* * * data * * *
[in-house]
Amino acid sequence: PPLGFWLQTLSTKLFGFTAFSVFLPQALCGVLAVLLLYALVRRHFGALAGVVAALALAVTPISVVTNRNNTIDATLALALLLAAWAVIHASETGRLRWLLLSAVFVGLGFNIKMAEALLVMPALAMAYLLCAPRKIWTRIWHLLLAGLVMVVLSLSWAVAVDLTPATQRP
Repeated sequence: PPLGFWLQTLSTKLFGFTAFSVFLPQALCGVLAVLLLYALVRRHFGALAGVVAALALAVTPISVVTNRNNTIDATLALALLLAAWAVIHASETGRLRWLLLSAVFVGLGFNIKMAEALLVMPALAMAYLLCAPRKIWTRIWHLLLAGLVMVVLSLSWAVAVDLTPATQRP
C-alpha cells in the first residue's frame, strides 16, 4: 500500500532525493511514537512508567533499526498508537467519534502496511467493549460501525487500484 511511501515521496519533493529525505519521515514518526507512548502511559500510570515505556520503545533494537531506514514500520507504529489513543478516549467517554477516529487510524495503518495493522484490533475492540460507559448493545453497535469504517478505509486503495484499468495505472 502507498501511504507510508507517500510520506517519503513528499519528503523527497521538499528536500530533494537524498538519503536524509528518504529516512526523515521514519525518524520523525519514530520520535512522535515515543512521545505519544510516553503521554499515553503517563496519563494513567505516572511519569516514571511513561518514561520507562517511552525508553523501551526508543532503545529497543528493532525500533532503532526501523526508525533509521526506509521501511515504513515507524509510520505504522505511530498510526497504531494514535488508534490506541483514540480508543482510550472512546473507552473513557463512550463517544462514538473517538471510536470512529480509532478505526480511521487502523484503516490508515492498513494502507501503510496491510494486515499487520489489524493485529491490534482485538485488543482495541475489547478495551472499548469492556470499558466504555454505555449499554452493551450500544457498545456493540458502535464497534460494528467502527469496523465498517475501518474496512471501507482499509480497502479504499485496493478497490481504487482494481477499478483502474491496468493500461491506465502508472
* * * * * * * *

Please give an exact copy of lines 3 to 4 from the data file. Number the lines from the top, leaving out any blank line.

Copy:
Repeated sequence: PPLGFWLQTLSTKLFGFTAFSVFLPQALCGVLAVLLLYALVRRHFGALAGVVAALALAVTPISVVTNRNNTIDATLALALLLAAWAVIHASETGRLRWLLLSAVFVGLGFNIKMAEALLVMPALAMAYLLCAPRKIWTRIWHLLLAGLVMVVLSLSWAVAVDLTPATQRP
C-alpha cells in the first residue's frame, strides 16, 4: 500500500532525493511514537512508567533499526498508537467519534502496511467493549460501525487500484 511511501515521496519533493529525505519521515514518526507512548502511559500510570515505556520503545533494537531506514514500520507504529489513543478516549467517554477516529487510524495503518495493522484490533475492540460507559448493545453497535469504517478505509486503495484499468495505472 502507498501511504507510508507517500510520506517519503513528499519528503523527497521538499528536500530533494537524498538519503536524509528518504529516512526523515521514519525518524520523525519514530520520535512522535515515543512521545505519544510516553503521554499515553503517563496519563494513567505516572511519569516514571511513561518514561520507562517511552525508553523501551526508543532503545529497543528493532525500533532503532526501523526508525533509521526506509521501511515504513515507524509510520505504522505511530498510526497504531494514535488508534490506541483514540480508543482510550472512546473507552473513557463512550463517544462514538473517538471510536470512529480509532478505526480511521487502523484503516490508515492498513494502507501503510496491510494486515499487520489489524493485529491490534482485538485488543482495541475489547478495551472499548469492556470499558466504555454505555449499554452493551450500544457498545456493540458502535464497534460494528467502527469496523465498517475501518474496512471501507482499509480497502479504499485496493478497490481504487482494481477499478483502474491496468493500461491506465502508472